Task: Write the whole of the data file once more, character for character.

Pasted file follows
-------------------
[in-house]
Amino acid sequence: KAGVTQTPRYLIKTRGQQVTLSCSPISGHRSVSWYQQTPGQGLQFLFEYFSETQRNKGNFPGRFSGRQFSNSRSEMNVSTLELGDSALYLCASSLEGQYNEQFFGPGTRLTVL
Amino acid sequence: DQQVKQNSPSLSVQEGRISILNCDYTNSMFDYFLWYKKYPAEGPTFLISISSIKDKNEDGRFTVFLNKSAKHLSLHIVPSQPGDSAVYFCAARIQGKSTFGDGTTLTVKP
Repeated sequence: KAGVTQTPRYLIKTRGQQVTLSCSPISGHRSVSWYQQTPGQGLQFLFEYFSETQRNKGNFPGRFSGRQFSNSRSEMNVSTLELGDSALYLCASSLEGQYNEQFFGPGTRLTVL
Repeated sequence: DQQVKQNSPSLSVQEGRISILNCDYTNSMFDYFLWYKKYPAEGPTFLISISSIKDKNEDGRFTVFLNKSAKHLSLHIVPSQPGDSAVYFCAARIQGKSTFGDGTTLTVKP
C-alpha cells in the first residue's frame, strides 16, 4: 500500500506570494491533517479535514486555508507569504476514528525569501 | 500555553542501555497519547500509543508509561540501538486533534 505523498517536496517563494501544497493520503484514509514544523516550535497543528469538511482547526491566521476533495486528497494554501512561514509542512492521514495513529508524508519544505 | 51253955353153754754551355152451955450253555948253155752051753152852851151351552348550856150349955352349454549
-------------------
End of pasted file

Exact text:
[in-house]
Amino acid sequence: KAGVTQTPRYLIKTRGQQVTLSCSPISGHRSVSWYQQTPGQGLQFLFEYFSETQRNKGNFPGRFSGRQFSNSRSEMNVSTLELGDSALYLCASSLEGQYNEQFFGPGTRLTVL
Amino acid sequence: DQQVKQNSPSLSVQEGRISILNCDYTNSMFDYFLWYKKYPAEGPTFLISISSIKDKNEDGRFTVFLNKSAKHLSLHIVPSQPGDSAVYFCAARIQGKSTFGDGTTLTVKP
Repeated sequence: KAGVTQTPRYLIKTRGQQVTLSCSPISGHRSVSWYQQTPGQGLQFLFEYFSETQRNKGNFPGRFSGRQFSNSRSEMNVSTLELGDSALYLCASSLEGQYNEQFFGPGTRLTVL
Repeated sequence: DQQVKQNSPSLSVQEGRISILNCDYTNSMFDYFLWYKKYPAEGPTFLISISSIKDKNEDGRFTVFLNKSAKHLSLHIVPSQPGDSAVYFCAARIQGKSTFGDGTTLTVKP
C-alpha cells in the first residue's frame, strides 16, 4: 500500500506570494491533517479535514486555508507569504476514528525569501 | 500555553542501555497519547500509543508509561540501538486533534 505523498517536496517563494501544497493520503484514509514544523516550535497543528469538511482547526491566521476533495486528497494554501512561514509542512492521514495513529508524508519544505 | 51253955353153754754551355152451955450253555948253155752051753152852851151351552348550856150349955352349454549